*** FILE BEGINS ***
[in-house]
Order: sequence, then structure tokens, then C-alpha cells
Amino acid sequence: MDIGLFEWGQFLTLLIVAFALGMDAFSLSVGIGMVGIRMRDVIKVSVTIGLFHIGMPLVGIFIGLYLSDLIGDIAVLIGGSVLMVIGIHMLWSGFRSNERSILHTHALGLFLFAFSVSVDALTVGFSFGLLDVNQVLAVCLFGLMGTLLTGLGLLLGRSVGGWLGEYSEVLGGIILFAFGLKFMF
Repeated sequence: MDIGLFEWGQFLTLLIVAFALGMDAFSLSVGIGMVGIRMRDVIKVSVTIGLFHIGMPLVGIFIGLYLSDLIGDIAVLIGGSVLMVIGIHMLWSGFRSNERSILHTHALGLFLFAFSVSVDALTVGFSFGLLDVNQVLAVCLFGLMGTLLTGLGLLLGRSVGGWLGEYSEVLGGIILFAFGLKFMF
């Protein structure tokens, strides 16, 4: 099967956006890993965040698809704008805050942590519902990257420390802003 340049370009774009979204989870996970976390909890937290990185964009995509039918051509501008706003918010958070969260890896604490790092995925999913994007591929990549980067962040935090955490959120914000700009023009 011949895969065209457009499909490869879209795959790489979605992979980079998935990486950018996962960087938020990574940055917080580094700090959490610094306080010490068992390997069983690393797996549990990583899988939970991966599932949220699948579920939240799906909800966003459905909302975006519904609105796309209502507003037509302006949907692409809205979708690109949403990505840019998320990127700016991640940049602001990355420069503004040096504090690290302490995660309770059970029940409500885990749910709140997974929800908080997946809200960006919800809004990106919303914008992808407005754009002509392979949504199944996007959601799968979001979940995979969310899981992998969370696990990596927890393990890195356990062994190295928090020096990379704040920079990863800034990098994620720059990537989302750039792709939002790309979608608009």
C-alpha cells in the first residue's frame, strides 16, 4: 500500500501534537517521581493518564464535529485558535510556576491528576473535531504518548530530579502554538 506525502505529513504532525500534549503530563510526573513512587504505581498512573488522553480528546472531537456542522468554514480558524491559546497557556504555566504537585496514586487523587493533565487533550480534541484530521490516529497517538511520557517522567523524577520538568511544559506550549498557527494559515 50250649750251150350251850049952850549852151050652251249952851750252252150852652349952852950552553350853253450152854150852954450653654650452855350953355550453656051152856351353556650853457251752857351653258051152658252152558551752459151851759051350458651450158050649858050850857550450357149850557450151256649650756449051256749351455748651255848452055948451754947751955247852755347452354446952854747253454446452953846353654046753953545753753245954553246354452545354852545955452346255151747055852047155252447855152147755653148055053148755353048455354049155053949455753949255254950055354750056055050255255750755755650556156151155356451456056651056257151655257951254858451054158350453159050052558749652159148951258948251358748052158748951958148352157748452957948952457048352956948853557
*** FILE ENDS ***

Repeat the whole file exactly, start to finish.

[in-house]
Order: sequence, then structure tokens, then C-alpha cells
Amino acid sequence: MDIGLFEWGQFLTLLIVAFALGMDAFSLSVGIGMVGIRMRDVIKVSVTIGLFHIGMPLVGIFIGLYLSDLIGDIAVLIGGSVLMVIGIHMLWSGFRSNERSILHTHALGLFLFAFSVSVDALTVGFSFGLLDVNQVLAVCLFGLMGTLLTGLGLLLGRSVGGWLGEYSEVLGGIILFAFGLKFMF
Repeated sequence: MDIGLFEWGQFLTLLIVAFALGMDAFSLSVGIGMVGIRMRDVIKVSVTIGLFHIGMPLVGIFIGLYLSDLIGDIAVLIGGSVLMVIGIHMLWSGFRSNERSILHTHALGLFLFAFSVSVDALTVGFSFGLLDVNQVLAVCLFGLMGTLLTGLGLLLGRSVGGWLGEYSEVLGGIILFAFGLKFMF
């Protein structure tokens, strides 16, 4: 099967956006890993965040698809704008805050942590519902990257420390802003 340049370009774009979204989870996970976390909890937290990185964009995509039918051509501008706003918010958070969260890896604490790092995925999913994007591929990549980067962040935090955490959120914000700009023009 011949895969065209457009499909490869879209795959790489979605992979980079998935990486950018996962960087938020990574940055917080580094700090959490610094306080010490068992390997069983690393797996549990990583899988939970991966599932949220699948579920939240799906909800966003459905909302975006519904609105796309209502507003037509302006949907692409809205979708690109949403990505840019998320990127700016991640940049602001990355420069503004040096504090690290302490995660309770059970029940409500885990749910709140997974929800908080997946809200960006919800809004990106919303914008992808407005754009002509392979949504199944996007959601799968979001979940995979969310899981992998969370696990990596927890393990890195356990062994190295928090020096990379704040920079990863800034990098994620720059990537989302750039792709939002790309979608608009």
C-alpha cells in the first residue's frame, strides 16, 4: 500500500501534537517521581493518564464535529485558535510556576491528576473535531504518548530530579502554538 506525502505529513504532525500534549503530563510526573513512587504505581498512573488522553480528546472531537456542522468554514480558524491559546497557556504555566504537585496514586487523587493533565487533550480534541484530521490516529497517538511520557517522567523524577520538568511544559506550549498557527494559515 50250649750251150350251850049952850549852151050652251249952851750252252150852652349952852950552553350853253450152854150852954450653654650452855350953355550453656051152856351353556650853457251752857351653258051152658252152558551752459151851759051350458651450158050649858050850857550450357149850557450151256649650756449051256749351455748651255848452055948451754947751955247852755347452354446952854747253454446452953846353654046753953545753753245954553246354452545354852545955452346255151747055852047155252447855152147755653148055053148755353048455354049155053949455753949255254950055354750056055050255255750755755650556156151155356451456056651056257151655257951254858451054158350453159050052558749652159148951258948251358748052158748951958148352157748452957948952457048352956948853557